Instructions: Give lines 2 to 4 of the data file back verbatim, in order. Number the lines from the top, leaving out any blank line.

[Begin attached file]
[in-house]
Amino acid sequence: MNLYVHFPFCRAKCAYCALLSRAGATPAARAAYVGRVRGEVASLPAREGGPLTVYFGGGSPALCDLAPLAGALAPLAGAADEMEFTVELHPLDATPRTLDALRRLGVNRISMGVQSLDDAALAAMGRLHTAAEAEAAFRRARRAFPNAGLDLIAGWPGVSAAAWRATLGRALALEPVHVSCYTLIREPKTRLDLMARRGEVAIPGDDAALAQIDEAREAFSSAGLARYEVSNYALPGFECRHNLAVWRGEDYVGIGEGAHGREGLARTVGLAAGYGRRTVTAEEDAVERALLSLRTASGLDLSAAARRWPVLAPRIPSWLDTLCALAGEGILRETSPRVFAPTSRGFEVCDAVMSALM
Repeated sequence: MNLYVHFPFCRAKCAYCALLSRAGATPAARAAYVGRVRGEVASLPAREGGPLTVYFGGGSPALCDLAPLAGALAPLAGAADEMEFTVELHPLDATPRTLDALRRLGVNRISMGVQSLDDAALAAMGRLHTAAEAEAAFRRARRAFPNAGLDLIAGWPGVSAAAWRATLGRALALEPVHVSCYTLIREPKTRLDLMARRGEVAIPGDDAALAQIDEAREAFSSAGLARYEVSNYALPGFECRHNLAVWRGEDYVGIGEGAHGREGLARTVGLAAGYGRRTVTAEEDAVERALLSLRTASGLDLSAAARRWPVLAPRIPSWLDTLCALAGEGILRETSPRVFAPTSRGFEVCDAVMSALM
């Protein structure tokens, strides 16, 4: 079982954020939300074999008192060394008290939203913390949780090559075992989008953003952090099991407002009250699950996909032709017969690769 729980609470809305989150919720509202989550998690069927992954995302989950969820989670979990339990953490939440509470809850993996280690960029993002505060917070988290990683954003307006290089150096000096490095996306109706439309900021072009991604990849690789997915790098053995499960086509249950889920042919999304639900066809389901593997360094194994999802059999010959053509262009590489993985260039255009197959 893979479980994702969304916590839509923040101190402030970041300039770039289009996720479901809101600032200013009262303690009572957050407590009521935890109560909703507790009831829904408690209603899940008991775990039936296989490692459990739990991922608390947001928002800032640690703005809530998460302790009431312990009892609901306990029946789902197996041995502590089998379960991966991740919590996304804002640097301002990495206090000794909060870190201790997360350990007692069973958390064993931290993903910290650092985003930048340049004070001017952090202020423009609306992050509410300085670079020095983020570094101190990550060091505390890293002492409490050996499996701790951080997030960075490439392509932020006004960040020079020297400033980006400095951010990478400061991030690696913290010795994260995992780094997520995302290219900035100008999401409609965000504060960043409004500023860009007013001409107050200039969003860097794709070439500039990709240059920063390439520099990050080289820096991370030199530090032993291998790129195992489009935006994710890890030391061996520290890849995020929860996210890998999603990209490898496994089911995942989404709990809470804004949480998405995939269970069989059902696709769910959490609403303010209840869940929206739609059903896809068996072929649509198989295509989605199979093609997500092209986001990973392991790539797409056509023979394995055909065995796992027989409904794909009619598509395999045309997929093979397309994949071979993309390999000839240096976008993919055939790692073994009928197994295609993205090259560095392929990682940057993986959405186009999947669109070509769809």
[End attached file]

Amino acid sequence: MNLYVHFPFCRAKCAYCALLSRAGATPAARAAYVGRVRGEVASLPAREGGPLTVYFGGGSPALCDLAPLAGALAPLAGAADEMEFTVELHPLDATPRTLDALRRLGVNRISMGVQSLDDAALAAMGRLHTAAEAEAAFRRARRAFPNAGLDLIAGWPGVSAAAWRATLGRALALEPVHVSCYTLIREPKTRLDLMARRGEVAIPGDDAALAQIDEAREAFSSAGLARYEVSNYALPGFECRHNLAVWRGEDYVGIGEGAHGREGLARTVGLAAGYGRRTVTAEEDAVERALLSLRTASGLDLSAAARRWPVLAPRIPSWLDTLCALAGEGILRETSPRVFAPTSRGFEVCDAVMSALM
Repeated sequence: MNLYVHFPFCRAKCAYCALLSRAGATPAARAAYVGRVRGEVASLPAREGGPLTVYFGGGSPALCDLAPLAGALAPLAGAADEMEFTVELHPLDATPRTLDALRRLGVNRISMGVQSLDDAALAAMGRLHTAAEAEAAFRRARRAFPNAGLDLIAGWPGVSAAAWRATLGRALALEPVHVSCYTLIREPKTRLDLMARRGEVAIPGDDAALAQIDEAREAFSSAGLARYEVSNYALPGFECRHNLAVWRGEDYVGIGEGAHGREGLARTVGLAAGYGRRTVTAEEDAVERALLSLRTASGLDLSAAARRWPVLAPRIPSWLDTLCALAGEGILRETSPRVFAPTSRGFEVCDAVMSALM
């Protein structure tokens, strides 16, 4: 079982954020939300074999008192060394008290939203913390949780090559075992989008953003952090099991407002009250699950996909032709017969690769 729980609470809305989150919720509202989550998690069927992954995302989950969820989670979990339990953490939440509470809850993996280690960029993002505060917070988290990683954003307006290089150096000096490095996306109706439309900021072009991604990849690789997915790098053995499960086509249950889920042919999304639900066809389901593997360094194994999802059999010959053509262009590489993985260039255009197959 893979479980994702969304916590839509923040101190402030970041300039770039289009996720479901809101600032200013009262303690009572957050407590009521935890109560909703507790009831829904408690209603899940008991775990039936296989490692459990739990991922608390947001928002800032640690703005809530998460302790009431312990009892609901306990029946789902197996041995502590089998379960991966991740919590996304804002640097301002990495206090000794909060870190201790997360350990007692069973958390064993931290993903910290650092985003930048340049004070001017952090202020423009609306992050509410300085670079020095983020570094101190990550060091505390890293002492409490050996499996701790951080997030960075490439392509932020006004960040020079020297400033980006400095951010990478400061991030690696913290010795994260995992780094997520995302290219900035100008999401409609965000504060960043409004500023860009007013001409107050200039969003860097794709070439500039990709240059920063390439520099990050080289820096991370030199530090032993291998790129195992489009935006994710890890030391061996520290890849995020929860996210890998999603990209490898496994089911995942989404709990809470804004949480998405995939269970069989059902696709769910959490609403303010209840869940929206739609059903896809068996072929649509198989295509989605199979093609997500092209986001990973392991790539797409056509023979394995055909065995796992027989409904794909009619598509395999045309997929093979397309994949071979993309390999000839240096976008993919055939790692073994009928197994295609993205090259560095392929990682940057993986959405186009999947669109070509769809």